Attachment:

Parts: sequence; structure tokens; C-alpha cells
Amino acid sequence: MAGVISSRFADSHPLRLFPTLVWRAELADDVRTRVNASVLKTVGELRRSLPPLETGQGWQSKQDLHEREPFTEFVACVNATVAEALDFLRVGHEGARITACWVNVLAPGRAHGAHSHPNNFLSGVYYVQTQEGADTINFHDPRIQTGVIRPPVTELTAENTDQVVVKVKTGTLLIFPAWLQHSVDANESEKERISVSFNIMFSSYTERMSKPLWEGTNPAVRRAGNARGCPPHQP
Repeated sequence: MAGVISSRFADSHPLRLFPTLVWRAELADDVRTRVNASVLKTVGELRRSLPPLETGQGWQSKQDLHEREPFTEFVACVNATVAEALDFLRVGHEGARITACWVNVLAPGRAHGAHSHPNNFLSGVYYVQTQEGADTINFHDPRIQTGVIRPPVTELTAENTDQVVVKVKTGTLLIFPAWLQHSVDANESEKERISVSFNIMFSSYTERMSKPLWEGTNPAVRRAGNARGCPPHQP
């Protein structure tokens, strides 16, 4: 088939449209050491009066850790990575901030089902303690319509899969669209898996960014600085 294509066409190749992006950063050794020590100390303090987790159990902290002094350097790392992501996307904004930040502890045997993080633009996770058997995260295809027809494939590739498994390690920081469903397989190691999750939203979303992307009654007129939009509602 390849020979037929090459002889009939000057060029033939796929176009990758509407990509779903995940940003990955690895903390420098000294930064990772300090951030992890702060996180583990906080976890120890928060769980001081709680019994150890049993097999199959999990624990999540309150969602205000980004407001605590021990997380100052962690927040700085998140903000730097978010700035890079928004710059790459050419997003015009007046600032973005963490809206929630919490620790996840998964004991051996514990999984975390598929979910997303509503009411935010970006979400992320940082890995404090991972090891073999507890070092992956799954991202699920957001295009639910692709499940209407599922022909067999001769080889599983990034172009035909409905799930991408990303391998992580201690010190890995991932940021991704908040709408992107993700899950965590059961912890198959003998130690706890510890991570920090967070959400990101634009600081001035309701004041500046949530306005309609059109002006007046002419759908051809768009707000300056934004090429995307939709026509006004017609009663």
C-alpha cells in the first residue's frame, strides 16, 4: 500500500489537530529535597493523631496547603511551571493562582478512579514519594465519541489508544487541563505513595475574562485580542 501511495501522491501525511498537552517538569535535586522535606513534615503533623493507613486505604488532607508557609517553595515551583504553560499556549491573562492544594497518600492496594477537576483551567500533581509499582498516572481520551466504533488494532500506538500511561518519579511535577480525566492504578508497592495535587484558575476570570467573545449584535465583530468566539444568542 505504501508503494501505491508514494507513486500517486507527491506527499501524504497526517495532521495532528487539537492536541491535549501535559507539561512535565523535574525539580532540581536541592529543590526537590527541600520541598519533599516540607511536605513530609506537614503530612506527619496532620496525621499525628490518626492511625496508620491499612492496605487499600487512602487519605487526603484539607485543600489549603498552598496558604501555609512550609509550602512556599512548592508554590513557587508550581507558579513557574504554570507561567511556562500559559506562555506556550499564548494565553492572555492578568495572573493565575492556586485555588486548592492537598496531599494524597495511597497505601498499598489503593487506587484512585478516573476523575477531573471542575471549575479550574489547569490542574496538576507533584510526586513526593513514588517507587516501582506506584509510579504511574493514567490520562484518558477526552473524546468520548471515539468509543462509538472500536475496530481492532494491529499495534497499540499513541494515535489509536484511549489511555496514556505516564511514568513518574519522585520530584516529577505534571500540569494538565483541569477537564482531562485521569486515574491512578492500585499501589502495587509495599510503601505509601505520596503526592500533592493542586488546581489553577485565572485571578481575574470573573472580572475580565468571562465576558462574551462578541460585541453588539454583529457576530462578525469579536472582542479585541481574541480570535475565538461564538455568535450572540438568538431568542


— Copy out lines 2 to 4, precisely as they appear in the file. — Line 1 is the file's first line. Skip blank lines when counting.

Amino acid sequence: MAGVISSRFADSHPLRLFPTLVWRAELADDVRTRVNASVLKTVGELRRSLPPLETGQGWQSKQDLHEREPFTEFVACVNATVAEALDFLRVGHEGARITACWVNVLAPGRAHGAHSHPNNFLSGVYYVQTQEGADTINFHDPRIQTGVIRPPVTELTAENTDQVVVKVKTGTLLIFPAWLQHSVDANESEKERISVSFNIMFSSYTERMSKPLWEGTNPAVRRAGNARGCPPHQP
Repeated sequence: MAGVISSRFADSHPLRLFPTLVWRAELADDVRTRVNASVLKTVGELRRSLPPLETGQGWQSKQDLHEREPFTEFVACVNATVAEALDFLRVGHEGARITACWVNVLAPGRAHGAHSHPNNFLSGVYYVQTQEGADTINFHDPRIQTGVIRPPVTELTAENTDQVVVKVKTGTLLIFPAWLQHSVDANESEKERISVSFNIMFSSYTERMSKPLWEGTNPAVRRAGNARGCPPHQP
């Protein structure tokens, strides 16, 4: 088939449209050491009066850790990575901030089902303690319509899969669209898996960014600085 294509066409190749992006950063050794020590100390303090987790159990902290002094350097790392992501996307904004930040502890045997993080633009996770058997995260295809027809494939590739498994390690920081469903397989190691999750939203979303992307009654007129939009509602 390849020979037929090459002889009939000057060029033939796929176009990758509407990509779903995940940003990955690895903390420098000294930064990772300090951030992890702060996180583990906080976890120890928060769980001081709680019994150890049993097999199959999990624990999540309150969602205000980004407001605590021990997380100052962690927040700085998140903000730097978010700035890079928004710059790459050419997003015009007046600032973005963490809206929630919490620790996840998964004991051996514990999984975390598929979910997303509503009411935010970006979400992320940082890995404090991972090891073999507890070092992956799954991202699920957001295009639910692709499940209407599922022909067999001769080889599983990034172009035909409905799930991408990303391998992580201690010190890995991932940021991704908040709408992107993700899950965590059961912890198959003998130690706890510890991570920090967070959400990101634009600081001035309701004041500046949530306005309609059109002006007046002419759908051809768009707000300056934004090429995307939709026509006004017609009663």